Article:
Friday, October 28, 2005
Road Rage: Car v. MTA Orange Line bus
Two days before the Orange Line's opening, a car ran a red light Thursday and crashed into a bus making a test run on the San Fernando Valley transitway, authorities said.
No one was injured, but the accident stoked fears that more crashes could occur along the Orange Line, an express bus-only corridor that intersects with 36 streets.
The collision occurred about 3:40 p.m. at Vesper Avenue in Van Nuys. The driver of the car did not have a valid license and his vehicle was impounded, said Marc Littman, a spokesman for the Los Angeles County Metropolitan Transportation Authority. There was minor damage to the bus. "It just underscores the need for drivers to pay attention," Littman said.
But critics and some nearby residents say the busway is dangerous because of its unusual intersections, some of which resemble rail crossings. Though the MTA and the city have added traffic lights and warning signs along the corridor, some motorists say the intersections are still confusing.
I believe this case does a great job of revealing LA's ongoing traffic and road-rage problem, both of which I believe are one in the same.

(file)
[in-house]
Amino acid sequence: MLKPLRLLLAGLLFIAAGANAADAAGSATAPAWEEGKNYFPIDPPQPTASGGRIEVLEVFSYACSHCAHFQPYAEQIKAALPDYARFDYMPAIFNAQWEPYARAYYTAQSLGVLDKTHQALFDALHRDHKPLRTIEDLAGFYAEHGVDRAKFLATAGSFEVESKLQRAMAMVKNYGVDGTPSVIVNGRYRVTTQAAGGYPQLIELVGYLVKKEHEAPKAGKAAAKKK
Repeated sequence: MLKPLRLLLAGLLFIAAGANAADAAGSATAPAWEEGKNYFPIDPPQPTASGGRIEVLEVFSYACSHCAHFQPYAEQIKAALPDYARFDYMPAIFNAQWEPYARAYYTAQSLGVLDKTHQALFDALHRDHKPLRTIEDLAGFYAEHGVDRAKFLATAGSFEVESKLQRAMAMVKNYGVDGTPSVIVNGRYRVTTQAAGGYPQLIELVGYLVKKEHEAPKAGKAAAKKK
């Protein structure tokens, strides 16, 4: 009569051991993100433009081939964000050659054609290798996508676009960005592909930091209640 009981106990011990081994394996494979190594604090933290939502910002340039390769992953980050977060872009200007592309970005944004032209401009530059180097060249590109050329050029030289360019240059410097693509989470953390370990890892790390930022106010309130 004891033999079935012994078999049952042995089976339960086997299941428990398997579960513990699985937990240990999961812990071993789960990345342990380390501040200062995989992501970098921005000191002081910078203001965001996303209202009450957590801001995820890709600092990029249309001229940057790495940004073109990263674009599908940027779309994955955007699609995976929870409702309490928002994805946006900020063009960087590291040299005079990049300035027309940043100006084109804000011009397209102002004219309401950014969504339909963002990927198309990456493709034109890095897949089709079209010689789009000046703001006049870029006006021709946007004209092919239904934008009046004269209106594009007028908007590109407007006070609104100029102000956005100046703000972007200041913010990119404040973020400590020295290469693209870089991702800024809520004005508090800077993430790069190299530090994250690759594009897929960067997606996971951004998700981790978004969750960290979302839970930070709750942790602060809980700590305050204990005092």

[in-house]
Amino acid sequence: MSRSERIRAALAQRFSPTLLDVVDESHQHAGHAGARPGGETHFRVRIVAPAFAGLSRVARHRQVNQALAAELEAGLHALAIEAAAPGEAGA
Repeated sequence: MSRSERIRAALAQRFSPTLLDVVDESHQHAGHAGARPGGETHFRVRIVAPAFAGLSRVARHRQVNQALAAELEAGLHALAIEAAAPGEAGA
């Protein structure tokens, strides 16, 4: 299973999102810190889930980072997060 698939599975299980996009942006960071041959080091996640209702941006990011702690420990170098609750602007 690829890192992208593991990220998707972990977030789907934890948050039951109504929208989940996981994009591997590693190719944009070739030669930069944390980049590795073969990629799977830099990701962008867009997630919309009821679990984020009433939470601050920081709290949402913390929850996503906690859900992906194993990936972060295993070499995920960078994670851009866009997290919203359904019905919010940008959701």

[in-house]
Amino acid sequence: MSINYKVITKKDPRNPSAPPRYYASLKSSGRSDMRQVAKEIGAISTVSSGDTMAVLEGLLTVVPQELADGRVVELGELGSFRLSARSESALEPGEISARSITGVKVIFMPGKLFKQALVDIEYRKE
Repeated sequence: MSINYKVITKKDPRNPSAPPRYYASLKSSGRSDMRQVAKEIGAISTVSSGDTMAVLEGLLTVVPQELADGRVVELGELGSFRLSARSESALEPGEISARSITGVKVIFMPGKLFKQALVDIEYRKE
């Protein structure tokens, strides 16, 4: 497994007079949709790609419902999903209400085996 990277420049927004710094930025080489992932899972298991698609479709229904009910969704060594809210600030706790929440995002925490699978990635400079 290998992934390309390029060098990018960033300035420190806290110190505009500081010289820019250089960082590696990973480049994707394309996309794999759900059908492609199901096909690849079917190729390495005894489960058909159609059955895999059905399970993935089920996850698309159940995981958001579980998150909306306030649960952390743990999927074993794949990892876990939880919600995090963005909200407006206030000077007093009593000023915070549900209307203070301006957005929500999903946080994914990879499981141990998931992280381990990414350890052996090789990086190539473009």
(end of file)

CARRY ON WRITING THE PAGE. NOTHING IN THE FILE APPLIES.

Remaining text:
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Wednesday, October 26, 2005
Anyone Want To Buy Me Out?
Holly Ashcraft / Official Charges from LA County DA
A 21-year-old USC student suspected of giving birth and then dumping her newborn boy near a dumpster in an alley was charged today with murder, the District Attorney’s office announced.
Holly Ashcraft, (dob 10-2-84), is scheduled to be arraigned today at the Foltz Criminal Justice Center, Division 30. She is charged in case No. BA291641 with one count of murder and one count of child abuse, said Deputy District Attorney Efrain Aceves with the Family Violence Division. The D.A.’s office is requesting $2 million bail.
LAPD detectives developed the case after releasing a tape of a 911 call in which a man reported finding a baby’s body about 12:30 a.m. Monday behind a restaurant-bar in the 2800 block of South Hoover Street. The bar-restaurant was closed at the time. A woman who heard the tape recognized the caller's voice, contacted him and got him to cooperate with police. Ashcraft was arrested Tuesday by LAPD detectives. If convicted, she faces 25 years to life in prison.
Officials said a coroner’s preliminary finding determined the child was born alive.
Under the state’s Safe Haven law, an unwanted newborn can be turned over to someone in authority at a hospital emergency room or a firestation within 72 hours of delivery with no questions asked.
It's pretty much the same thing that I covered before, only it's good to hear it in official terms versus the less-the-reliable MSM.
Trespassing: General Zod